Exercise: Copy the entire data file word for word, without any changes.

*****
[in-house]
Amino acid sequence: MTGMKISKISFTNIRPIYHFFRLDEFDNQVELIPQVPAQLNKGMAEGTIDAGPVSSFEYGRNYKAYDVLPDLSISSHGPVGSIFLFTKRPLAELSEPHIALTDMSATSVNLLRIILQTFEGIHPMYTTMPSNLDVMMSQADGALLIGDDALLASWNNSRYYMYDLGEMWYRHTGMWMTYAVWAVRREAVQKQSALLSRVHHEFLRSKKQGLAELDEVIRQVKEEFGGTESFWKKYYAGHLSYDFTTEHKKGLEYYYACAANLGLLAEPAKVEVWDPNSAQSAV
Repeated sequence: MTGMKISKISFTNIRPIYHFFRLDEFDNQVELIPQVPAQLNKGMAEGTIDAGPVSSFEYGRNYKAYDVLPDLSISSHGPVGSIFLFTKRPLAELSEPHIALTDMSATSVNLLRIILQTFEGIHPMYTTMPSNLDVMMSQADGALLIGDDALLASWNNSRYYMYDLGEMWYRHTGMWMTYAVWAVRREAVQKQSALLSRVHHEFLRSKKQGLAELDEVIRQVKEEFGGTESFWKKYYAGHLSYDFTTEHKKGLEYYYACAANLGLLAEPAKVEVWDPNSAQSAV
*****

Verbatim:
[in-house]
Amino acid sequence: MTGMKISKISFTNIRPIYHFFRLDEFDNQVELIPQVPAQLNKGMAEGTIDAGPVSSFEYGRNYKAYDVLPDLSISSHGPVGSIFLFTKRPLAELSEPHIALTDMSATSVNLLRIILQTFEGIHPMYTTMPSNLDVMMSQADGALLIGDDALLASWNNSRYYMYDLGEMWYRHTGMWMTYAVWAVRREAVQKQSALLSRVHHEFLRSKKQGLAELDEVIRQVKEEFGGTESFWKKYYAGHLSYDFTTEHKKGLEYYYACAANLGLLAEPAKVEVWDPNSAQSAV
Repeated sequence: MTGMKISKISFTNIRPIYHFFRLDEFDNQVELIPQVPAQLNKGMAEGTIDAGPVSSFEYGRNYKAYDVLPDLSISSHGPVGSIFLFTKRPLAELSEPHIALTDMSATSVNLLRIILQTFEGIHPMYTTMPSNLDVMMSQADGALLIGDDALLASWNNSRYYMYDLGEMWYRHTGMWMTYAVWAVRREAVQKQSALLSRVHHEFLRSKKQGLAELDEVIRQVKEEFGGTESFWKKYYAGHLSYDFTTEHKKGLEYYYACAANLGLLAEPAKVEVWDPNSAQSAV